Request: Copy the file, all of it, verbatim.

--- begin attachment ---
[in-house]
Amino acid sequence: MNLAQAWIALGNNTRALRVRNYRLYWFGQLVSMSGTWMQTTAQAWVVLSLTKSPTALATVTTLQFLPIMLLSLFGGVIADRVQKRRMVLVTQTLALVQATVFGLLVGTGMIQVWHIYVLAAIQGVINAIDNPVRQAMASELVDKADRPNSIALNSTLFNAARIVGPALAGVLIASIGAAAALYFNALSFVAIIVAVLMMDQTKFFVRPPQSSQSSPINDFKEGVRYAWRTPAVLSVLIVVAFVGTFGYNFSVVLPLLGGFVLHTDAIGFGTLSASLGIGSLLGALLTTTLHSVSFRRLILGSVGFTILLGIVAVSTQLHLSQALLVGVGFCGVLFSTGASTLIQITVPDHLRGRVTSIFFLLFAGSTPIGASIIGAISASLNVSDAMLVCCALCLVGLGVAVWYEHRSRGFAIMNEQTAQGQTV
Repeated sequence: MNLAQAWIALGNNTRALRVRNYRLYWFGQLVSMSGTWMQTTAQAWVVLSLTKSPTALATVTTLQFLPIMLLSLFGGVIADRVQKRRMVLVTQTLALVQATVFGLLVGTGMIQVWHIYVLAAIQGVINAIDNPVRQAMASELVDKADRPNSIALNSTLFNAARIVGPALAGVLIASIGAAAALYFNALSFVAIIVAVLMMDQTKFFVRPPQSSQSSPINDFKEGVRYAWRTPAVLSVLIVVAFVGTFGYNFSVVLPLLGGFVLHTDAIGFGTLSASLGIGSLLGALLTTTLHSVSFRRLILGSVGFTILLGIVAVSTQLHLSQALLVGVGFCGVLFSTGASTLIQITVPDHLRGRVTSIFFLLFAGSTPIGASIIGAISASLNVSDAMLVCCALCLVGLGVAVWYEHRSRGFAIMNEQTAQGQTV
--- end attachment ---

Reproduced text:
[in-house]
Amino acid sequence: MNLAQAWIALGNNTRALRVRNYRLYWFGQLVSMSGTWMQTTAQAWVVLSLTKSPTALATVTTLQFLPIMLLSLFGGVIADRVQKRRMVLVTQTLALVQATVFGLLVGTGMIQVWHIYVLAAIQGVINAIDNPVRQAMASELVDKADRPNSIALNSTLFNAARIVGPALAGVLIASIGAAAALYFNALSFVAIIVAVLMMDQTKFFVRPPQSSQSSPINDFKEGVRYAWRTPAVLSVLIVVAFVGTFGYNFSVVLPLLGGFVLHTDAIGFGTLSASLGIGSLLGALLTTTLHSVSFRRLILGSVGFTILLGIVAVSTQLHLSQALLVGVGFCGVLFSTGASTLIQITVPDHLRGRVTSIFFLLFAGSTPIGASIIGAISASLNVSDAMLVCCALCLVGLGVAVWYEHRSRGFAIMNEQTAQGQTV
Repeated sequence: MNLAQAWIALGNNTRALRVRNYRLYWFGQLVSMSGTWMQTTAQAWVVLSLTKSPTALATVTTLQFLPIMLLSLFGGVIADRVQKRRMVLVTQTLALVQATVFGLLVGTGMIQVWHIYVLAAIQGVINAIDNPVRQAMASELVDKADRPNSIALNSTLFNAARIVGPALAGVLIASIGAAAALYFNALSFVAIIVAVLMMDQTKFFVRPPQSSQSSPINDFKEGVRYAWRTPAVLSVLIVVAFVGTFGYNFSVVLPLLGGFVLHTDAIGFGTLSASLGIGSLLGALLTTTLHSVSFRRLILGSVGFTILLGIVAVSTQLHLSQALLVGVGFCGVLFSTGASTLIQITVPDHLRGRVTSIFFLLFAGSTPIGASIIGAISASLNVSDAMLVCCALCLVGLGVAVWYEHRSRGFAIMNEQTAQGQTV